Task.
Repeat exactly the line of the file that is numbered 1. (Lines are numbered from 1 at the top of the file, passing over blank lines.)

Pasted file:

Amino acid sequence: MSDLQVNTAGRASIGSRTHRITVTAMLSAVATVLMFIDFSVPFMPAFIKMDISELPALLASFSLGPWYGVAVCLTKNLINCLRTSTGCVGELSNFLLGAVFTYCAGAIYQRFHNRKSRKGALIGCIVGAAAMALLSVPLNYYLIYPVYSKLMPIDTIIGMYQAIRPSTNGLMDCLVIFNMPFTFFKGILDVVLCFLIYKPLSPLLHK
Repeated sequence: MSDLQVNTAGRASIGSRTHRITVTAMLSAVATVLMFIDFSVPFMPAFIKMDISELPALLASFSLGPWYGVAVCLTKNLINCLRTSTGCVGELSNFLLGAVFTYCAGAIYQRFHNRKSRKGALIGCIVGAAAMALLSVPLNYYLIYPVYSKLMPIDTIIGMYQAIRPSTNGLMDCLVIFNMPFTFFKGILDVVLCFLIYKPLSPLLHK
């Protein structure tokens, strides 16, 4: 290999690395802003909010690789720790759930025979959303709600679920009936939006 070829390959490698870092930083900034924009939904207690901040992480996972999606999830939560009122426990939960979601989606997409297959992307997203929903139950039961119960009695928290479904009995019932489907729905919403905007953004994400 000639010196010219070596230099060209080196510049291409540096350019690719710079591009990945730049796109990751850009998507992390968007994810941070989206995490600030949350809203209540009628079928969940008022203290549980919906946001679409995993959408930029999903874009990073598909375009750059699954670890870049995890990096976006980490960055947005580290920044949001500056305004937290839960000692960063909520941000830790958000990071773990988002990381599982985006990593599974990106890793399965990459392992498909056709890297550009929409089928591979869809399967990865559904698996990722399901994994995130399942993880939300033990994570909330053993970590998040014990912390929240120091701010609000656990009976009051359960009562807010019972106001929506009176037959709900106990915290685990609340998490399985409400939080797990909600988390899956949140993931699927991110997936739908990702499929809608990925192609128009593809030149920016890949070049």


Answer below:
Amino acid sequence: MSDLQVNTAGRASIGSRTHRITVTAMLSAVATVLMFIDFSVPFMPAFIKMDISELPALLASFSLGPWYGVAVCLTKNLINCLRTSTGCVGELSNFLLGAVFTYCAGAIYQRFHNRKSRKGALIGCIVGAAAMALLSVPLNYYLIYPVYSKLMPIDTIIGMYQAIRPSTNGLMDCLVIFNMPFTFFKGILDVVLCFLIYKPLSPLLHK